I don't claim to be an expert on monetary policy or international finance, but I've been astonished by the degree of disrespect expressed here and abroad to the latest economic policies of President Barack Obama and Federal Reserve Chairman Ben Bernanke.
The policies in question are the Obama administration's attempts to convince other countries (especially China) to strengthen their currencies and the Fed's renewed bout of quantitative easing (generally referred to as QE2), which involves buying $600 billion in Treasury bonds by next June.
Both are widely interpreted as attempts to lower the value of the dollar to make American exports cheaper and to reduce the huge export earnings of countries as varied as China, Germany and Brazil.
Not surprisingly, Chinese and German leaders are squawking loudly, complaining that the United States is attempting to use their strength to compensate for our own weakness. Brazil's finance minister, Guido Mantega, minced no words when he called the Fed's action the beginning of "currency wars."
Obama's efforts to get agreement at the G-20 conference were not successful. Seldom if ever has an American leader been pummeled with such criticism at an international economic conference.
During the 2008 campaign, we were told that foreigners would once again respect America if voters elected Obama. That wasn't apparent in Korea.
In Washington, too, there have been complaints coming from a surprising source. Shortly after Bernanke announced the Fed's QE2 policy, Federal Reserve Board member Kevin Warsh wrote an article for
Warsh has been regarded, by me and others more expert, as a solid Bernanke ally on the Fed, one given to justifying the chairman's policies to the outside world, and he voted with Bernanke on QE2. But in the Journal, he wrote, "I consider the (Fed's) action as necessarily limited, circumscribed and subject to regular review." Translation: Ben, you haven't got my vote for long.
Similarly, many were surprised to see World Bank President Robert Zoellick write in the Financial Times Nov. 9 calling attention to the risk of inflation. "Markets are using gold as an alternative monetary asset today," he wrote.
He urged economic policymakers to consider "employing gold as a reference point of market expectations about inflation, deflation and future currency values." Gold prices, as viewers of cable news ads know, have been rising to near-record levels, so inflation is what Zoellick is worried about.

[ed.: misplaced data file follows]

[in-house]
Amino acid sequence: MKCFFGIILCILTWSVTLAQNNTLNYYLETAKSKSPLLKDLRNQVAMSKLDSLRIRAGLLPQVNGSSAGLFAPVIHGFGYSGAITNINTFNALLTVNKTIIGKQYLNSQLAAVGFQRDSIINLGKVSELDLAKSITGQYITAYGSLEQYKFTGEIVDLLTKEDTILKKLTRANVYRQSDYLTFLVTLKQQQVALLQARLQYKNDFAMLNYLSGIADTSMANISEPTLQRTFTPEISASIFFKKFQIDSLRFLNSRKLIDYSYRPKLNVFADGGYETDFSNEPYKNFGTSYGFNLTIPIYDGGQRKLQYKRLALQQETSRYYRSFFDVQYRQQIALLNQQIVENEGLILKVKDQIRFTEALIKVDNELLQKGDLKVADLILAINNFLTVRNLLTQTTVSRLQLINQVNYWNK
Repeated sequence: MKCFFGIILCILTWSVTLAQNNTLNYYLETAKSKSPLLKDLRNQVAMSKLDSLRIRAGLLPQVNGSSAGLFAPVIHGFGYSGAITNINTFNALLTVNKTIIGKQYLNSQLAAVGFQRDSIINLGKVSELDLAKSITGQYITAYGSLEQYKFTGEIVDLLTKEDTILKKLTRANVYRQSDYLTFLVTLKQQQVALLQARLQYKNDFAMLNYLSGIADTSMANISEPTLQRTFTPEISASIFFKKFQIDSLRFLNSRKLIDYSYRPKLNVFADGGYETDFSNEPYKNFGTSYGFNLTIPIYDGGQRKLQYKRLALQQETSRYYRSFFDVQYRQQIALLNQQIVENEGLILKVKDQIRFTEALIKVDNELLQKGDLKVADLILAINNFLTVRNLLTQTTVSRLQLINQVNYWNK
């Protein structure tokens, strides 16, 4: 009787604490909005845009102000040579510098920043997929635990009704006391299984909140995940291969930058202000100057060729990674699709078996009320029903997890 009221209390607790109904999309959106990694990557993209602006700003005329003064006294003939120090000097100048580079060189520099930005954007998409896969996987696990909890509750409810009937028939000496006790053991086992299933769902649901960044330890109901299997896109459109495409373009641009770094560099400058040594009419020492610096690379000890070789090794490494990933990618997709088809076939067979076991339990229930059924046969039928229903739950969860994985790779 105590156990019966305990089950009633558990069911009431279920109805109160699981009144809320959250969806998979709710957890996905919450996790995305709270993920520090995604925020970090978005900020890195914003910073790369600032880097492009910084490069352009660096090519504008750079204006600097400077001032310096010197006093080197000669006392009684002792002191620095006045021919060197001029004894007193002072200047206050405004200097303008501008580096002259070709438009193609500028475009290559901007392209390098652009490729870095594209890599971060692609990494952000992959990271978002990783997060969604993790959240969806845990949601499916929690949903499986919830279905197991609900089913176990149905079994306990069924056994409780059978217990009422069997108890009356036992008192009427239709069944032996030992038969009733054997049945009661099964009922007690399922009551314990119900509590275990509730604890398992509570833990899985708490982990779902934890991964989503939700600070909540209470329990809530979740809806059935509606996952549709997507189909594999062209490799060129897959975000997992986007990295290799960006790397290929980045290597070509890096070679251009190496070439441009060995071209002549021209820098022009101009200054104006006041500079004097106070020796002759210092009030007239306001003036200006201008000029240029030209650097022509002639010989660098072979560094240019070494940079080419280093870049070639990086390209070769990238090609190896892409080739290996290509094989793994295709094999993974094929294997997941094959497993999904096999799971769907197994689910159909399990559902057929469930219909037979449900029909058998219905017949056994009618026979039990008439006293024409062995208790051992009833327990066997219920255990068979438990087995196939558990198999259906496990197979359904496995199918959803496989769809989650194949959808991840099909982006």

Zoellick is no fringe character. He worked for James Baker at Treasury and State and was George W. Bush's special trade representative and deputy secretary of state.
This week, a group of predominantly Republican economists, financers and writers wrote an open letter to Bernanke calling for ending QE2. "The planned asset purchases risk currency debasement and inflation, and we do not think they will achieve the Fed's objective of promoting employment." Searing words. It's highly unusual for such a group to put out such stinging criticism of a Fed chairman's policy.
In announcing QE2, Bernanke stressed the Fed's statutory obligation to hold down unemployment. That was inserted into the Fed's charge by Democrats in the 1970s but has clearly been considered of secondary importance by Chairmen Paul Volcker and Alan Greenspan to the Fed's primary duty to hold down inflation.
I suspect that Bernanke is less focused on reducing unemployment than he is on preventing deflation. His scholarly work has concentrated on the disastrous deflation that struck America and much of the world in the 1930s. As a Fed board member in 2003, he delivered a widely noticed speech warning of deflation and indicating how the Fed could fight it.
He once wrote, presumably whimsically, that if deflation was a great enough threat, the Fed chairman could go up in a helicopter and throw money down into the streets. But now it looks like a lot of people want to ground Helicopter Ben.
QE2 may have seemed a good match for the Obama administration policy of strengthening China's currency and in the process weakening the dollar. But it seems a poor match with the incoming Congress -- and with the heads of many of the world's other leading economic powers. Can the Fed persist in a policy that has stirred such scathing criticism?